Home NEWS WORLD Geminid Meteor Shower 2017 | How to see it this Week

Geminid Meteor Shower 2017 | How to see it this Week


The brightest meteor showers can have up to 100 an hour, or possibly more,’ says Royal Astronomical Society

Photographers and sky-watchers will be treated to an awesome celestial display in December, while the Geminid meteor shower will illuminate the Earth’s atmosphere.

As our planet moves through the debris field left by the asteroid Phaethon next month, flashes and light traces will be visible above the head – as long as the weather is clear.

Phaethon,  named after the son of the Greek god Helios, is a rocky asteroid that turns unusually around the sun.

It is thought that it disintegrates because of the heat of the star, so we produce the fragments that appear before us as meteors.

This year it is predicted that it will be about 6.4 million kilometers of earth, a very near approach.

Dr. Morgan Hollis, of the Royal Astronomical Society, told The Independent that the best time to spot the Geminids would be in the early hours, before dawn, while looking for the constellation Gemini.

“That is usually the darkest time, and the best place to see is of course as far away from light sources as possible.

He added: “People in the countryside have the best view.

“The clearest meteor shower can have up to 100 meteors per hour, or possibly more.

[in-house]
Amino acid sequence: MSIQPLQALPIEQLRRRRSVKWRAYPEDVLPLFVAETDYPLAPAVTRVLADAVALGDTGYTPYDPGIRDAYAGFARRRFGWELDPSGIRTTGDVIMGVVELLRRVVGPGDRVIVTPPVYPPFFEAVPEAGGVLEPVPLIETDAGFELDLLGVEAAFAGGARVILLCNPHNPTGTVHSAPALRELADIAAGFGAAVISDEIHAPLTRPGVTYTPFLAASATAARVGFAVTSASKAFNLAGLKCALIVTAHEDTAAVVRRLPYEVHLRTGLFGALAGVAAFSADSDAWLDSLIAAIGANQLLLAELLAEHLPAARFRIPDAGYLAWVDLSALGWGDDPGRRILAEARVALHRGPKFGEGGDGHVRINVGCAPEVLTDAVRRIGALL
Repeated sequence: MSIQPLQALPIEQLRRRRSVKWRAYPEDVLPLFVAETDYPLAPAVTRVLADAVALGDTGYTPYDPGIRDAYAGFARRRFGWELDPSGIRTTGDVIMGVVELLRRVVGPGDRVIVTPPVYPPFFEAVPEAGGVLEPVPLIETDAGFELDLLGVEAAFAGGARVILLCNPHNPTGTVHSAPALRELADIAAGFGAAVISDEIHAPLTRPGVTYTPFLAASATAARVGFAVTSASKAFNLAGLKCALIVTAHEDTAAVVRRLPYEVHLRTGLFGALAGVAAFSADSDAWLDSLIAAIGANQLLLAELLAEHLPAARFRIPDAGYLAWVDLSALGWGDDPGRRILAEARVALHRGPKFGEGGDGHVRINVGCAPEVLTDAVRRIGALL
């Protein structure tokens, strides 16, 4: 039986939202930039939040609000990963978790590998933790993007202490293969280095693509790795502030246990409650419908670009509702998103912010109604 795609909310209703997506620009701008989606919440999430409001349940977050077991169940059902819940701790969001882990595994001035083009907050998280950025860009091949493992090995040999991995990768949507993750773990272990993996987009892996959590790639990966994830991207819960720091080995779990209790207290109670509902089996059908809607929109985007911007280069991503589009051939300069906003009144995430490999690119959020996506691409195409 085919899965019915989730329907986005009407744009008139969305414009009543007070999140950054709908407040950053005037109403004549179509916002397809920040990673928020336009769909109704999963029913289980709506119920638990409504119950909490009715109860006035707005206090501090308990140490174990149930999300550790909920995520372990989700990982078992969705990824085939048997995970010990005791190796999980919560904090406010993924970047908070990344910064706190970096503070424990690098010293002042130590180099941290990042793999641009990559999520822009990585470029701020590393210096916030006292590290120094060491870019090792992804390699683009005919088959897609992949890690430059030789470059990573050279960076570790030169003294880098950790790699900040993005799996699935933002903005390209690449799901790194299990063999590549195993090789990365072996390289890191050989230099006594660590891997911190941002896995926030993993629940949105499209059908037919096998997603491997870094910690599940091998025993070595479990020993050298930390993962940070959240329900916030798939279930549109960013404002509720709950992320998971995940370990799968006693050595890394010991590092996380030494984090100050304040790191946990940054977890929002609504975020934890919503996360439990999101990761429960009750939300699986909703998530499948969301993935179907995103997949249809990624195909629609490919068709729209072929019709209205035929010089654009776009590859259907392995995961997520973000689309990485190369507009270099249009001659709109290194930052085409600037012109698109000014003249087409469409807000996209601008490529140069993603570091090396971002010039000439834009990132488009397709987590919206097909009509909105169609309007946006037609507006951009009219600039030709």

“You do not need any special tools to view them, you can see them with the naked eye, you should be able to see something because it is one of the most important.

“If you observe for a while, it is best to take something warm like a pillow and a blanket.

“It’s very weather dependent, and when it’s cloudy, you do not see anything.”

The International Meteor Organization said the Geminids are active between 4 and 17 December, with peak times on 13 and 14 December.

It said: “This is the only big shower that offers good activity before midnight, since the constellation Gemini is well placed from 10 pm.

“The mininids are often bright and intensely colored, and because of their average slow speed, no trains are usually seen.

“These meteors are also seen in the southern hemisphere, but only during the middle of the night and at a reduced rate.”

According to a number of guides, photographers trying to make meteor recordings have to use large openings, long exposure times and high ISO – which means that a tripod and fully charged batteries are also must-haves.


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